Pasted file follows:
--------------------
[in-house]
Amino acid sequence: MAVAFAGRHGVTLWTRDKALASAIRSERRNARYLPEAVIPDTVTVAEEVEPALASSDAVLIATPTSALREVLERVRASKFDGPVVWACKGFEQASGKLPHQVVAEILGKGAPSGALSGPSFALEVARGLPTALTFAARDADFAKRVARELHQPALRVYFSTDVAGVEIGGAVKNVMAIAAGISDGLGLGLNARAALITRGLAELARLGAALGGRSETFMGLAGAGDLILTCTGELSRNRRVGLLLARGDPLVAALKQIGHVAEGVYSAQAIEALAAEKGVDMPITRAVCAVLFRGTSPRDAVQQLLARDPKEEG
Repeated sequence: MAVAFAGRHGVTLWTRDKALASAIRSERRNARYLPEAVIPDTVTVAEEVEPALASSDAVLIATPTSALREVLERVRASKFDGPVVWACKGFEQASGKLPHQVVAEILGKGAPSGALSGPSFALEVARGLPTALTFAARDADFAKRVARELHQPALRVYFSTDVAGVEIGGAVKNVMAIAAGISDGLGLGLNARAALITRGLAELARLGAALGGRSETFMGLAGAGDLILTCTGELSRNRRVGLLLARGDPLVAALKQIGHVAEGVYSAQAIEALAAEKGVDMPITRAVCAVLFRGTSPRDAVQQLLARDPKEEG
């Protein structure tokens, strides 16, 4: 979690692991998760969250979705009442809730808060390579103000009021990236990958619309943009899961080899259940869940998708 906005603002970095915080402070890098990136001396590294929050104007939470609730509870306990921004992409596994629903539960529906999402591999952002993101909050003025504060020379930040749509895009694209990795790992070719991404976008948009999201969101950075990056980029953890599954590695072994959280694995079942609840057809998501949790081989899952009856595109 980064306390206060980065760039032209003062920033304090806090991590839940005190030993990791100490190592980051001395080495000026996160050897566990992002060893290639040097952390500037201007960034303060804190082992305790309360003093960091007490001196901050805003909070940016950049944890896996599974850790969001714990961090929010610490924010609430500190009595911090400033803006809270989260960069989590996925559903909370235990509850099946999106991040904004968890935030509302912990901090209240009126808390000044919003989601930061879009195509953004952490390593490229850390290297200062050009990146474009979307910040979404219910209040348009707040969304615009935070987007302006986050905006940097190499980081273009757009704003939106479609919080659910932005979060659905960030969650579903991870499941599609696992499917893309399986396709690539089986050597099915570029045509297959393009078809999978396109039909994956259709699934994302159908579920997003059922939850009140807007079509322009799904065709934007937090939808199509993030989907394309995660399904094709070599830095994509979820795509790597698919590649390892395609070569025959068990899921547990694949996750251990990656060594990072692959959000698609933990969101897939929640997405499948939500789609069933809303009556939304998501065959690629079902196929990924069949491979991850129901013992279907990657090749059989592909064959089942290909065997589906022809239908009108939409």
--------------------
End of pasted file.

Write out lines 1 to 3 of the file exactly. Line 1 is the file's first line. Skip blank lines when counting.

[in-house]
Amino acid sequence: MAVAFAGRHGVTLWTRDKALASAIRSERRNARYLPEAVIPDTVTVAEEVEPALASSDAVLIATPTSALREVLERVRASKFDGPVVWACKGFEQASGKLPHQVVAEILGKGAPSGALSGPSFALEVARGLPTALTFAARDADFAKRVARELHQPALRVYFSTDVAGVEIGGAVKNVMAIAAGISDGLGLGLNARAALITRGLAELARLGAALGGRSETFMGLAGAGDLILTCTGELSRNRRVGLLLARGDPLVAALKQIGHVAEGVYSAQAIEALAAEKGVDMPITRAVCAVLFRGTSPRDAVQQLLARDPKEEG
Repeated sequence: MAVAFAGRHGVTLWTRDKALASAIRSERRNARYLPEAVIPDTVTVAEEVEPALASSDAVLIATPTSALREVLERVRASKFDGPVVWACKGFEQASGKLPHQVVAEILGKGAPSGALSGPSFALEVARGLPTALTFAARDADFAKRVARELHQPALRVYFSTDVAGVEIGGAVKNVMAIAAGISDGLGLGLNARAALITRGLAELARLGAALGGRSETFMGLAGAGDLILTCTGELSRNRRVGLLLARGDPLVAALKQIGHVAEGVYSAQAIEALAAEKGVDMPITRAVCAVLFRGTSPRDAVQQLLARDPKEEG